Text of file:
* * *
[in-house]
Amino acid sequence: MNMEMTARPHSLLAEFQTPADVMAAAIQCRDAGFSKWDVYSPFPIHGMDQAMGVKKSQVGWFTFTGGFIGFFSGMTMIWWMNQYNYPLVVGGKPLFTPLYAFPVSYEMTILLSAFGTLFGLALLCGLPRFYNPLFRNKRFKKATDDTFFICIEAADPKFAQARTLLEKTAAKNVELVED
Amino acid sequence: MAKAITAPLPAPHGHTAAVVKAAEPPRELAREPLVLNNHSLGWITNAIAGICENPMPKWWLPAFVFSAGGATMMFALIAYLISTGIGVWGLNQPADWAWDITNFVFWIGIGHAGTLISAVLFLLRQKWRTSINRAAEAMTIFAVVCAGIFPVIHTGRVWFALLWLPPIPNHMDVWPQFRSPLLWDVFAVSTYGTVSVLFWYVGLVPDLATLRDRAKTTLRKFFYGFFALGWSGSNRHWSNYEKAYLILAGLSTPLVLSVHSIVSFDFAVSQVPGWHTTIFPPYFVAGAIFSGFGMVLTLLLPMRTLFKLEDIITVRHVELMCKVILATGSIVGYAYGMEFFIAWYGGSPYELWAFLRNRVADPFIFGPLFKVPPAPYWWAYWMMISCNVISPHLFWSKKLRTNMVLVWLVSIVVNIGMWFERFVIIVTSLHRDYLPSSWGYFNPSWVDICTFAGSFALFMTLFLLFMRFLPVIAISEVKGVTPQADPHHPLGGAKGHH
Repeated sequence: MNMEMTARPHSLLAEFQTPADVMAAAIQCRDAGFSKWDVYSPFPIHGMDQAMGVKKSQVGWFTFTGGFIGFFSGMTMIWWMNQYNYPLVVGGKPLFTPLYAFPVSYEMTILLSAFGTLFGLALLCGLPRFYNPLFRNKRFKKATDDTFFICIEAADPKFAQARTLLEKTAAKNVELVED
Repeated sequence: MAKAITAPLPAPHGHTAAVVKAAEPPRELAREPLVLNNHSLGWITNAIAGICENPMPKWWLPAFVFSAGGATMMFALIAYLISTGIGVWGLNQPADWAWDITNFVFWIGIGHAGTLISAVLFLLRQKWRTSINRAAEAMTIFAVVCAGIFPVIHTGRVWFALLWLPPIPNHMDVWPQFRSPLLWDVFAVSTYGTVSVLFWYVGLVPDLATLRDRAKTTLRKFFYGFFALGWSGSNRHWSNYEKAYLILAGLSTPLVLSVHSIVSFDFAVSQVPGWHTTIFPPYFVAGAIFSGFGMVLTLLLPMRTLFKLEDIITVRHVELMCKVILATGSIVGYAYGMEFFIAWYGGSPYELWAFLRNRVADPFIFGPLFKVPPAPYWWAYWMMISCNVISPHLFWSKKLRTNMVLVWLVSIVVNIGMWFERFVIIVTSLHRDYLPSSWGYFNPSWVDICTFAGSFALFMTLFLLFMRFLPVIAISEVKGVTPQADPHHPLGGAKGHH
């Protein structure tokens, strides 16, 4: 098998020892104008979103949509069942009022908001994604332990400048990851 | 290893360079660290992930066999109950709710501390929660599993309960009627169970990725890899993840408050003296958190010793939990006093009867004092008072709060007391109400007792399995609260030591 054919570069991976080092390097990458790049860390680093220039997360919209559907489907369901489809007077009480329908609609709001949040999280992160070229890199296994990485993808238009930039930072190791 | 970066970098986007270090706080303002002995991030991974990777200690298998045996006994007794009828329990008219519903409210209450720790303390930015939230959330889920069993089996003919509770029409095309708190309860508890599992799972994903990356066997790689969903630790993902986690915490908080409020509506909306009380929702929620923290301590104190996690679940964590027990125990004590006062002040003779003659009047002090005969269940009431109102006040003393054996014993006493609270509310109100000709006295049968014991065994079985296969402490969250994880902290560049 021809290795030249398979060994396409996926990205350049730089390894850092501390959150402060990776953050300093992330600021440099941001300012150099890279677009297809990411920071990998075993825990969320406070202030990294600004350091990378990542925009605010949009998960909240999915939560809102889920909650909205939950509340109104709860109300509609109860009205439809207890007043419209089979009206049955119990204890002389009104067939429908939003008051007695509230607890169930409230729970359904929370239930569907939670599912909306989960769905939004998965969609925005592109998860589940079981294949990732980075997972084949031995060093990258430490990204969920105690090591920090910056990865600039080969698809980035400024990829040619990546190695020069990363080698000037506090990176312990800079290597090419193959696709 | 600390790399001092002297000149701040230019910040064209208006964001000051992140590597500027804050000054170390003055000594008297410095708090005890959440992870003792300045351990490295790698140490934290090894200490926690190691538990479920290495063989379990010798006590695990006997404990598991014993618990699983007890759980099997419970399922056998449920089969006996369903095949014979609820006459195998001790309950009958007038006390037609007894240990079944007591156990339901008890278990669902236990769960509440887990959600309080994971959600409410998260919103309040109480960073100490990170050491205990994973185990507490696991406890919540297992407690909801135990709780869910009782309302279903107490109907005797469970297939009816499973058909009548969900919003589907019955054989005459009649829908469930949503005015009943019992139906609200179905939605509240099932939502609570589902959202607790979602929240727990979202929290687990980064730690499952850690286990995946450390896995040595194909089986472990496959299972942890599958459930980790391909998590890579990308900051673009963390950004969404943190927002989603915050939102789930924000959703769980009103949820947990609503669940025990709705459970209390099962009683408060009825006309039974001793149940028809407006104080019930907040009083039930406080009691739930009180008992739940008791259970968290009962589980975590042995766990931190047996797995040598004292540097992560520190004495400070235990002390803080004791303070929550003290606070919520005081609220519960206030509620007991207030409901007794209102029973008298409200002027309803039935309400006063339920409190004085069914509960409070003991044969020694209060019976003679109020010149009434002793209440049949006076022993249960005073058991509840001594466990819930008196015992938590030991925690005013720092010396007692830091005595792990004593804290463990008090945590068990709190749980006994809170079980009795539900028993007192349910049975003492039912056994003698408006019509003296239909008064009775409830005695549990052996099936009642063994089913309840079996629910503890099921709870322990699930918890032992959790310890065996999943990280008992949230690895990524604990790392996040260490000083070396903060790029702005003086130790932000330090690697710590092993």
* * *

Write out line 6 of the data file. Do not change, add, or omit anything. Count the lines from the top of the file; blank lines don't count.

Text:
């Protein structure tokens, strides 16, 4: 098998020892104008979103949509069942009022908001994604332990400048990851 | 290893360079660290992930066999109950709710501390929660599993309960009627169970990725890899993840408050003296958190010793939990006093009867004092008072709060007391109400007792399995609260030591 054919570069991976080092390097990458790049860390680093220039997360919209559907489907369901489809007077009480329908609609709001949040999280992160070229890199296994990485993808238009930039930072190791 | 970066970098986007270090706080303002002995991030991974990777200690298998045996006994007794009828329990008219519903409210209450720790303390930015939230959330889920069993089996003919509770029409095309708190309860508890599992799972994903990356066997790689969903630790993902986690915490908080409020509506909306009380929702929620923290301590104190996690679940964590027990125990004590006062002040003779003659009047002090005969269940009431109102006040003393054996014993006493609270509310109100000709006295049968014991065994079985296969402490969250994880902290560049 021809290795030249398979060994396409996926990205350049730089390894850092501390959150402060990776953050300093992330600021440099941001300012150099890279677009297809990411920071990998075993825990969320406070202030990294600004350091990378990542925009605010949009998960909240999915939560809102889920909650909205939950509340109104709860109300509609109860009205439809207890007043419209089979009206049955119990204890002389009104067939429908939003008051007695509230607890169930409230729970359904929370239930569907939670599912909306989960769905939004998965969609925005592109998860589940079981294949990732980075997972084949031995060093990258430490990204969920105690090591920090910056990865600039080969698809980035400024990829040619990546190695020069990363080698000037506090990176312990800079290597090419193959696709 | 600390790399001092002297000149701040230019910040064209208006964001000051992140590597500027804050000054170390003055000594008297410095708090005890959440992870003792300045351990490295790698140490934290090894200490926690190691538990479920290495063989379990010798006590695990006997404990598991014993618990699983007890759980099997419970399922056998449920089969006996369903095949014979609820006459195998001790309950009958007038006390037609007894240990079944007591156990339901008890278990669902236990769960509440887990959600309080994971959600409410998260919103309040109480960073100490990170050491205990994973185990507490696991406890919540297992407690909801135990709780869910009782309302279903107490109907005797469970297939009816499973058909009548969900919003589907019955054989005459009649829908469930949503005015009943019992139906609200179905939605509240099932939502609570589902959202607790979602929240727990979202929290687990980064730690499952850690286990995946450390896995040595194909089986472990496959299972942890599958459930980790391909998590890579990308900051673009963390950004969404943190927002989603915050939102789930924000959703769980009103949820947990609503669940025990709705459970209390099962009683408060009825006309039974001793149940028809407006104080019930907040009083039930406080009691739930009180008992739940008791259970968290009962589980975590042995766990931190047996797995040598004292540097992560520190004495400070235990002390803080004791303070929550003290606070919520005081609220519960206030509620007991207030409901007794209102029973008298409200002027309803039935309400006063339920409190004085069914509960409070003991044969020694209060019976003679109020010149009434002793209440049949006076022993249960005073058991509840001594466990819930008196015992938590030991925690005013720092010396007692830091005595792990004593804290463990008090945590068990709190749980006994809170079980009795539900028993007192349910049975003492039912056994003698408006019509003296239909008064009775409830005695549990052996099936009642063994089913309840079996629910503890099921709870322990699930918890032992959790310890065996999943990280008992949230690895990524604990790392996040260490000083070396903060790029702005003086130790932000330090690697710590092993």